Letters Home


A Cowboy Soldier in WWI 

Twenty-one-year-old Raymond Bell and his 18-year-old brother, Aubrey, were in a race against time as they finished the 1916 harvest. 

“We stacked hay like demons,” Raymond recalled, “rolling up that good old prairie wool with the bucking pole and side.” 

Their hard work was rewarded by their mother, who prepared a special meal of two roast ducks, shot by the boys that morning. Fifty-six years later, Raymond explained that the special meal was “a memory to carry one a long way.” And the brothers certainly had a long way to go; the next day they returned to Sarcee Camp and began their journey to the Western Front. 

Raymond served with the 100th Battalion (Winnipeg Grenadiers) and fought at Amiens and Arras. Aubrey was eager to enlist and joined the 187th Battalion (Central Alberta) a few days after his 18th birthday. 

During the war both brothers sent hundreds of letters to their family, who continued to ranch in Millerfield, Alta. The letters detail Raymond and Aubrey’s new lives as soldiers. They also capture in vivid detail the loving and humorous relationships they shared with their 17-year-old sister Marjorie.

Raymond and Marjorie had a particularly close relationship. Raymond kept his “fling” in Seaford, England, hidden from his family, except for Marjorie with whom he shared “the unadulterated truth.” He explained that one woman “had the strangle hold on [him], but [he] managed to wriggle loose.” It appears that Marjorie also shared stories with her brother that she did not share with the rest of her family.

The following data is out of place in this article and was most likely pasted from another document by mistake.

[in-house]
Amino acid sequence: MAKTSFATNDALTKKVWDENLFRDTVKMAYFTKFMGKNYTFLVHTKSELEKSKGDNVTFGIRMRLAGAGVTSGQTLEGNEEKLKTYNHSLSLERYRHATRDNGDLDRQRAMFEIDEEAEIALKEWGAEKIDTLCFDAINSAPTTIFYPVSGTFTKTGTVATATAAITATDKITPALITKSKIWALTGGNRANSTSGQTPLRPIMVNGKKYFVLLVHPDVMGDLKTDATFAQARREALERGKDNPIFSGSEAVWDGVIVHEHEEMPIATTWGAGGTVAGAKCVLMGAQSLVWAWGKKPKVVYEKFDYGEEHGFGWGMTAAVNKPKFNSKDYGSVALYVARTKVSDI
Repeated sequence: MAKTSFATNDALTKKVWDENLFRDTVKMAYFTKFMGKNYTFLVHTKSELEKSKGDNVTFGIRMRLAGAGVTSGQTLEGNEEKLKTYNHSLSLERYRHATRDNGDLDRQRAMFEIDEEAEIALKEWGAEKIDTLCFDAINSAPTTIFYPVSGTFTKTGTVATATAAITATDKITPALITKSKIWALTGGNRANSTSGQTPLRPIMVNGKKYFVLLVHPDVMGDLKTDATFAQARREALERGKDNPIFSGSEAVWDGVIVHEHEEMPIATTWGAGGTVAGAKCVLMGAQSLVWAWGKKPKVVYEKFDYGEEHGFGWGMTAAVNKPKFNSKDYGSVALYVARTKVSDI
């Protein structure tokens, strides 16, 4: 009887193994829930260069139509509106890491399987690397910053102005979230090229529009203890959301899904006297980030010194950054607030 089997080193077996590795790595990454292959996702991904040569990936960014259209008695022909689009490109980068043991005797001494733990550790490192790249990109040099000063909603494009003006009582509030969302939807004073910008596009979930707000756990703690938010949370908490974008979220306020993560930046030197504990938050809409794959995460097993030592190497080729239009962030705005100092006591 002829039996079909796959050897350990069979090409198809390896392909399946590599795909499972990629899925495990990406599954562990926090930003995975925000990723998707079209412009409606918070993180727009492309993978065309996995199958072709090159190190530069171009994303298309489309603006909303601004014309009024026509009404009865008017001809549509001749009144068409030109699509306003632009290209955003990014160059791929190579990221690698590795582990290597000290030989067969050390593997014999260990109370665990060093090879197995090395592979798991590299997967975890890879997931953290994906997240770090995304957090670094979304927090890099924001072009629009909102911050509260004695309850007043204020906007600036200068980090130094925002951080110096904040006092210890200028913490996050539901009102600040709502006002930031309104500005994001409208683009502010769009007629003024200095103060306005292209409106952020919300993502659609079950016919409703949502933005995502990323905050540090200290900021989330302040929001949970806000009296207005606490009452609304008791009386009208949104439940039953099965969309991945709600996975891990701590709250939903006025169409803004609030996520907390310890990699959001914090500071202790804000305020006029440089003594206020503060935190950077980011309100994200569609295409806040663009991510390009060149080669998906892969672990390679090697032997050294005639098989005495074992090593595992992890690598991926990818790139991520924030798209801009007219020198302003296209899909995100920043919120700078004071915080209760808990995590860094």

Specifically, she told Raymond that she had seen a man at 2:30 a.m., causing Raymond to reply: “as for this 2:30 A.M. stuff, nix on that, or rather on the kid, as I am afraid he would be “napoo” (that’s a new one eh?) if he tried any of these stunts.” In a later letter, Raymond clarified that the word napoo is from two French words, which mean ‘gone under.” This definition suggests that his earlier message was a humorous threat. 

Like many brothers, Raymond also teased his younger sister. After she wrote to tell him about her new boyfriend, Raymond explained that he was “pleased to hear that [she had] a man at last,” teasing that she had “quantity if not quality” in her romantic ventures. Raymond also poked fun at his own dating life, asking Marjorie to send him “a nice engagement ring, or perhaps half a dozen would be better.” 

In addition to teasing Marjorie, Raymond also respected and praised her. He was especially proud of the farm work she performed. As Raymond explained in 

The Grass Roots of Dorothy, a 1972 community history book, Marjorie was a “husky girl,” who was called upon to “replace” her brothers while they served. During the war, Raymond commended Marjorie on her ability to break colts and brand calves. He was happy to hear that the ranch continued to grow during the war, telling Marjorie that the ranch would soon be big enough that she could call it “Riverdale Ranch without a blush.”